How to Use the Rule of 72

A Fun Rule, but Not As Useful As Legitimate Planning

Tape measure representing the Rule of 72.
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The Rule of 72 is a math rule that lets you easily come up with an approximate estimate of how long it will take to double your nest egg for any given rate of return. The Rule of 72 makes a good teaching tool to illustrate the impact of different rates of return, but it makes a poor tool to use in projecting the future value of your savings, particularly as you near retirement. Let's look at how this rule works, and the best way to use it.

How the Rule of 72 Works

Take 72 divided by the investment return (or interest rate your money will earn), and the answer tells you the number of years it will take to double your money.

For example:

  • If your money is in a savings account earning 3 percent a year, it will take 24 years to double your money (72 / 3 = 24).
  • If your money is in a stock mutual fund that you expect will average 8% a year, it will take you nine years to double your money (72 / 8 = 9).

You can use this Rule of 72 Calculator if you don't want to do the math yourself.

Use As a Teaching Tool

The Rule of 72 can be useful as a teaching tool to illustrate the different needs and risks associated with short-term investing versus long-term investing.

For example, if you are taking a trip a mile up the road to the corner store, it doesn’t much matter if you’re driving at 10 miles an hour or 20 miles an hour. You’re not traveling that far, so the extra speed won’t make much of a difference in how quickly you get there. If you’re traveling across the country, however, extra speed will significantly reduce the amount of time you spend driving.

When it comes to investing, if your money is used to reach a short-term financial destination, it doesn’t much matter if you earn a 3 percent rate of return or an 8 percent rate of return. Since your destination is not that far off, the extra return won’t make much of a difference in how quickly you accumulate money.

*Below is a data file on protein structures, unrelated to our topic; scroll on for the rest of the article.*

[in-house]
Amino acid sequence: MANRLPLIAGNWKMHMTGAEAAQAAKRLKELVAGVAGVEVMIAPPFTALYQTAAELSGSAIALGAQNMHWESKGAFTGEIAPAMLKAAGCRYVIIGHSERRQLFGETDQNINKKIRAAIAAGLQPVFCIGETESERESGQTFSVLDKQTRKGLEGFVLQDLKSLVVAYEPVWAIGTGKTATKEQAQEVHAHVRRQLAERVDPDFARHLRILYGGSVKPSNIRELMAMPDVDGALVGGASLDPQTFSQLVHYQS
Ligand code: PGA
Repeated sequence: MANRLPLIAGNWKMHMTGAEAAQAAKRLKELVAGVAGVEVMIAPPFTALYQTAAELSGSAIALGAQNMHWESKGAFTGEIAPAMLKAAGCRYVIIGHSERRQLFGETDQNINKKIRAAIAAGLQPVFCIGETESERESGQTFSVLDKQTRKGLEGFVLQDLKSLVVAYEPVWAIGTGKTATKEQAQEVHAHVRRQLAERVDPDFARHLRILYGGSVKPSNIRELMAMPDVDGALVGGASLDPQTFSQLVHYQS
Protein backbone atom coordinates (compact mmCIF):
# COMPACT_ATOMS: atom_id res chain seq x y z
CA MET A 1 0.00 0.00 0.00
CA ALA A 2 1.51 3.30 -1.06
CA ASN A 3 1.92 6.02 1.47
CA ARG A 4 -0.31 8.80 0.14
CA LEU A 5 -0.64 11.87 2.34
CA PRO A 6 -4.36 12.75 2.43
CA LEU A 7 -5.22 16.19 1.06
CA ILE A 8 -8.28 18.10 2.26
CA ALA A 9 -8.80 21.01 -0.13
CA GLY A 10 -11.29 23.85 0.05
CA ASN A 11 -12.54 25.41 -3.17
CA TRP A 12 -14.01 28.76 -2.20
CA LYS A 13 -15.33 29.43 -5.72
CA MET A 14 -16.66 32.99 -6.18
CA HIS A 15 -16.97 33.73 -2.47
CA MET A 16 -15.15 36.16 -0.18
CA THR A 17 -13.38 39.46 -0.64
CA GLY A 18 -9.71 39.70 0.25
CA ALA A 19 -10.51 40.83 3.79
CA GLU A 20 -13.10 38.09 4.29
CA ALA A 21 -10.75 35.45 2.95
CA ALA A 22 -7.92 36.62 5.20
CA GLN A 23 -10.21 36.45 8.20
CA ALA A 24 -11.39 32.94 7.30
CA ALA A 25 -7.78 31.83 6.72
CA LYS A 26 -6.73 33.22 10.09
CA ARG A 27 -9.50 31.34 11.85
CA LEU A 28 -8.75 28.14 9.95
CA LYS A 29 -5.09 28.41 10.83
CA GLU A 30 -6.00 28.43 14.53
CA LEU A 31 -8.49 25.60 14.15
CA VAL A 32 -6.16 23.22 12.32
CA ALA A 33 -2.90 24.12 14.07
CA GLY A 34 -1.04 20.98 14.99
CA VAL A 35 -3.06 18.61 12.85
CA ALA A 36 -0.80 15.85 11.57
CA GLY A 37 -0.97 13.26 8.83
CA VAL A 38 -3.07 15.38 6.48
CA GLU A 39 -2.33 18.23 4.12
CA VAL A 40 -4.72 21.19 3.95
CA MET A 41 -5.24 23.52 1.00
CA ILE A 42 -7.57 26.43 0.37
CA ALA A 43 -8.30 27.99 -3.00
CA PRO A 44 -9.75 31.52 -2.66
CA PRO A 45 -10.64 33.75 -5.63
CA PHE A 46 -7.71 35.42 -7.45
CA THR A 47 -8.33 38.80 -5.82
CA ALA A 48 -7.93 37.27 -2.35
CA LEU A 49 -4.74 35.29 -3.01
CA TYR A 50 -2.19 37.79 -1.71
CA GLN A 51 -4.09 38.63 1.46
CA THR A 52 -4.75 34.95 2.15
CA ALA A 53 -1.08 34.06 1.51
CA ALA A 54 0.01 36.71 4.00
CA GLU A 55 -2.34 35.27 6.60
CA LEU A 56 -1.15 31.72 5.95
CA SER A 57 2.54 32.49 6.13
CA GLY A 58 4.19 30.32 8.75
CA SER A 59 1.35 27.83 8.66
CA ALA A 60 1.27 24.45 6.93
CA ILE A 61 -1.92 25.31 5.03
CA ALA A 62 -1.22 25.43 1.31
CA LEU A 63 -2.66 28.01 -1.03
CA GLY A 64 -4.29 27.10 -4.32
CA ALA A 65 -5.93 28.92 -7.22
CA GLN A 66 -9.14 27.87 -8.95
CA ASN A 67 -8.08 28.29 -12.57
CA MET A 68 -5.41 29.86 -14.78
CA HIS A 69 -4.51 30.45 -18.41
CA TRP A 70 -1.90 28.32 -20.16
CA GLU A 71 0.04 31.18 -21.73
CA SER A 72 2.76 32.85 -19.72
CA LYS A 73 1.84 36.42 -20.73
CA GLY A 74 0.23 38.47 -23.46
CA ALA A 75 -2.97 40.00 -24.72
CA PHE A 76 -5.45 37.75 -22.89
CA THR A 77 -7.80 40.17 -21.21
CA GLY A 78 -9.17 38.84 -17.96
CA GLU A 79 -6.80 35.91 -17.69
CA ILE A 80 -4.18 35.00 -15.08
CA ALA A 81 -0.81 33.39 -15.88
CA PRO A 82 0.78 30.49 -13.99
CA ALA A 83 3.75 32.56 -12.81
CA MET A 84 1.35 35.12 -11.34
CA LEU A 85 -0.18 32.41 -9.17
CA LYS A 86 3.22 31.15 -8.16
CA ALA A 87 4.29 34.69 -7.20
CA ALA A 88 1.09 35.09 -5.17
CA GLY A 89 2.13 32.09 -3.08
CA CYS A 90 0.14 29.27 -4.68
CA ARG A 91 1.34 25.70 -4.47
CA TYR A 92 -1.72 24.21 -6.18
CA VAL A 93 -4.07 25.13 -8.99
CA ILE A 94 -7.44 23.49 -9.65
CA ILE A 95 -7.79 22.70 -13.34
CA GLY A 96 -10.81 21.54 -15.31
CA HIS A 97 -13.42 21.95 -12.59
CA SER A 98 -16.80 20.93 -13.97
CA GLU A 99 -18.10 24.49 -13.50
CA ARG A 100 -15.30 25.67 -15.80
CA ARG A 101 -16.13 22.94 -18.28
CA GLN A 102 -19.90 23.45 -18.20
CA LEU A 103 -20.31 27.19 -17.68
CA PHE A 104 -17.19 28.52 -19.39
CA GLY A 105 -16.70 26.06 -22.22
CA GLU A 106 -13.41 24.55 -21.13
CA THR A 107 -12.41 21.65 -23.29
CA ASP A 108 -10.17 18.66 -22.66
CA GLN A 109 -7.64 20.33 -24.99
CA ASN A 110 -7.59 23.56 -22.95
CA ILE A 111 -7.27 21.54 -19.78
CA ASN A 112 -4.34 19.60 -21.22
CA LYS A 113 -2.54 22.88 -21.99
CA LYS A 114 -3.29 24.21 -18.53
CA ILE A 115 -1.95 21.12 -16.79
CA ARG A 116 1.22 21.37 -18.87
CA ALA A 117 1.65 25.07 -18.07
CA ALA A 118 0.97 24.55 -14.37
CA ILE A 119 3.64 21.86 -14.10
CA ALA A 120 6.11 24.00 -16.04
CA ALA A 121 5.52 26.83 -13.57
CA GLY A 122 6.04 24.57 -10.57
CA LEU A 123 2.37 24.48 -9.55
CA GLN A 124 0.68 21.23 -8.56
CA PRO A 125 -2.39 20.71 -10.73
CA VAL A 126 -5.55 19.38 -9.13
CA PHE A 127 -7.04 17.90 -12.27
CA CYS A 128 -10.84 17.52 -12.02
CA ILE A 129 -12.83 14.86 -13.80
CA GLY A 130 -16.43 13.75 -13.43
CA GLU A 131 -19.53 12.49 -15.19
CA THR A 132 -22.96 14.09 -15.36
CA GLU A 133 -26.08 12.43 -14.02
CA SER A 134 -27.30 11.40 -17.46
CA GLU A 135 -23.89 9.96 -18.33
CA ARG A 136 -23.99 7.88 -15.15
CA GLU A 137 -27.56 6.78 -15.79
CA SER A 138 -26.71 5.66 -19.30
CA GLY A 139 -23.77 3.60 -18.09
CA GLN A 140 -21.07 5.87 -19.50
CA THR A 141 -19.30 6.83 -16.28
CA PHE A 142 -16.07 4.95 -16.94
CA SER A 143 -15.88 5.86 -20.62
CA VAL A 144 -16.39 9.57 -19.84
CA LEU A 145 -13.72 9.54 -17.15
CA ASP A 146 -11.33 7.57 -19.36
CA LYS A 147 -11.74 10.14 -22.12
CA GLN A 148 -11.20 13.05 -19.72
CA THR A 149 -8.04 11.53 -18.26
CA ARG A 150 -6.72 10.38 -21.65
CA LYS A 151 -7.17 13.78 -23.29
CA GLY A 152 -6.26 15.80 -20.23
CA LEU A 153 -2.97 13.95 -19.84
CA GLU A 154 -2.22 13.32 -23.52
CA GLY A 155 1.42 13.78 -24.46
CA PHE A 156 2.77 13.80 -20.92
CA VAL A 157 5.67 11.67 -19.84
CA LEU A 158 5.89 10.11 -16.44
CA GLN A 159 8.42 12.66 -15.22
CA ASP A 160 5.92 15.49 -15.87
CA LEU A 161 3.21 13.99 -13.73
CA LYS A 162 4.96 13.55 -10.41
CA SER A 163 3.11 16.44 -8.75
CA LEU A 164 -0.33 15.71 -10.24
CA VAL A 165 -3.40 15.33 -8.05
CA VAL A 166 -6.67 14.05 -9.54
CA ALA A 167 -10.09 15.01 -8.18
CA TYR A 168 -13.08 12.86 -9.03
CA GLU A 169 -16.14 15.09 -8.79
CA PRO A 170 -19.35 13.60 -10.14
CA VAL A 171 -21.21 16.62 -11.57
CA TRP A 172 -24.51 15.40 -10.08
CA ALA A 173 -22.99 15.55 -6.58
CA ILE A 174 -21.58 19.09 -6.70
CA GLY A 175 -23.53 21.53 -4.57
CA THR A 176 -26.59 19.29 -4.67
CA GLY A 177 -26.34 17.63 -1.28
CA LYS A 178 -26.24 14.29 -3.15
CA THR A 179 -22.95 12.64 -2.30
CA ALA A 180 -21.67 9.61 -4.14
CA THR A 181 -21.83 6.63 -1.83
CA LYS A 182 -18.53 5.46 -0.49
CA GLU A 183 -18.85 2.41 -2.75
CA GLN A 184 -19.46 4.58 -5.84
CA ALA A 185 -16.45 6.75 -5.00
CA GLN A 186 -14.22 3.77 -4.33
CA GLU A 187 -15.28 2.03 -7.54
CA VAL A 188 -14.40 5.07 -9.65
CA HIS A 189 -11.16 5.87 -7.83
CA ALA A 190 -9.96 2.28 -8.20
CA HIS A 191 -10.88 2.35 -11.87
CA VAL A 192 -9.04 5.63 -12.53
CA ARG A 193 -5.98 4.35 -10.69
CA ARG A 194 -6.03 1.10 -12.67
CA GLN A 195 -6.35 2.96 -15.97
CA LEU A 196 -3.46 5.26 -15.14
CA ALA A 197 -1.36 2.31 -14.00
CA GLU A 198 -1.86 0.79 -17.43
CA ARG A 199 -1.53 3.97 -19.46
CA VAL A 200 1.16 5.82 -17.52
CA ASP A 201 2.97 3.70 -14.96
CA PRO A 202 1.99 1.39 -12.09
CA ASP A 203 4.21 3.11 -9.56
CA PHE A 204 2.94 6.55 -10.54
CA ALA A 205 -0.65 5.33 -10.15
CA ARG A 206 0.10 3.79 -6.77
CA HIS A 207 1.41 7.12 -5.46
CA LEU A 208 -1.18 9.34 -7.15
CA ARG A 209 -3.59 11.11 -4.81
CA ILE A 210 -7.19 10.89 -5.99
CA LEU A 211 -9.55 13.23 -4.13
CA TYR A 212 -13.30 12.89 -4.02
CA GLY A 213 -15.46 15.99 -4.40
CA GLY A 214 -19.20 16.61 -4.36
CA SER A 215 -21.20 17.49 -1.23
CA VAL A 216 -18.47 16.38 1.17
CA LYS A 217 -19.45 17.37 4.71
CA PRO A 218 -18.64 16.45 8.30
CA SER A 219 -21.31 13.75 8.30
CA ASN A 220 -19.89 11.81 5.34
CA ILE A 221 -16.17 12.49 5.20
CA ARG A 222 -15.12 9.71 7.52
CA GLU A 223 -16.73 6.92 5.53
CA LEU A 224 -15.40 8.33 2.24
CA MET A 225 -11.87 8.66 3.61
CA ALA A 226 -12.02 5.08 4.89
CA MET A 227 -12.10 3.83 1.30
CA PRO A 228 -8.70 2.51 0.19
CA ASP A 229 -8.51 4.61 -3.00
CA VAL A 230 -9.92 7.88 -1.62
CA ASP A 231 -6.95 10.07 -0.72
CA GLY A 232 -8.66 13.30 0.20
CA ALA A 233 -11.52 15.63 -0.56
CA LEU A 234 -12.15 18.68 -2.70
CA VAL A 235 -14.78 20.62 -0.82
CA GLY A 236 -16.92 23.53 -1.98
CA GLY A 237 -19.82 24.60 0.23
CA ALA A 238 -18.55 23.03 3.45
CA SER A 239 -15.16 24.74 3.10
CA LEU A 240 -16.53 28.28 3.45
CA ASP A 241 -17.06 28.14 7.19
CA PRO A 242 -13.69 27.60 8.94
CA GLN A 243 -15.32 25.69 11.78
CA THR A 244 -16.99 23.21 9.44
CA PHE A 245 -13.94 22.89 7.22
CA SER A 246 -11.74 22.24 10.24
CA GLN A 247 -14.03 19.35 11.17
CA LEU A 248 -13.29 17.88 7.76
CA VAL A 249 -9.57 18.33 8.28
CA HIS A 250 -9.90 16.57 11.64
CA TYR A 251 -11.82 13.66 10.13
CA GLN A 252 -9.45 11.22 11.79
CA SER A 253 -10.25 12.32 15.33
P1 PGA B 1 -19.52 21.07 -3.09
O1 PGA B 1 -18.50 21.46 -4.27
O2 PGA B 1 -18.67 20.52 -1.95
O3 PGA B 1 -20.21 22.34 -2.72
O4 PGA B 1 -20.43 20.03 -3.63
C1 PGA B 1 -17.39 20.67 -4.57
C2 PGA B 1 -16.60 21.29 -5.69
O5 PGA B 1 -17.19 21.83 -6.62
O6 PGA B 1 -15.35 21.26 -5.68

It helps to look at this in real dollars. Using the Rule of 72, you saw that an investment earning 3% doubles your money in 24 years; one earning 8% in nine years. A big difference, but how big is the difference after just one year?

Suppose you have $10,000. After one year, in a savings account at a 3% interest rate, you have $10,300. In the mutual fund earning 8%, you have $10,800. Not a big difference.

Stretch that out to year nine. In the savings account, you have about $13,050. In the stock index mutual fund, according to the Rule of 72 your money has doubled to $20,000. A much bigger difference. Give it another nine years and you have about $17,000 in savings, but about $40,000 in your stock index fund.

Over shorter time frames, earning a higher rate of return does not have much of an impact. Over longer time frames, it does.

Is the Rule Useful As You Near Retirement?

The Rule of 72 can be misleading as you near retirement. Suppose you are 55 with $500,000 and expect your savings to earn about 7% and double over the next 10 years. You plan on having $1 million at age 65. Will you? Maybe, maybe not. Over the next 10 years, the markets could deliver a higher or a lower return than what averages lead you to expect.

By counting on something that may or may not happen, you may save less, or neglect other important planning steps like annual tax planning.

The Rule of 72 is a fun math rule, and a good teaching tool, but that's it. Don't rely on it to calculate your future savings. Instead, make a list of all the things you can control and the things you can't. Can you control the rate of return you will earn? No. But you can control the investment risk you take, how much you save, and how often you review your plan.

Even Less Useful Once in Retirement

Once retired, your main concern is taking income from your investments and figuring out how long your money will last depending on how much you take. The Rule of 72 doesn't help with this task. Instead, you need to look at strategies like time segmentation, which involves matching up your investments with the point in time when you will need to use them. You'll also want to study withdrawal rate rules, which help you figure out how much you can safely take out each year during retirement. The best thing you can do is make your own retirement income plan timeline to help you visualize how the pieces are going to fit together.

If financial planning were that easy, you might not need a professional to help. In reality, there are far too many variables to consider. Using a simple math equation is no way to manage money.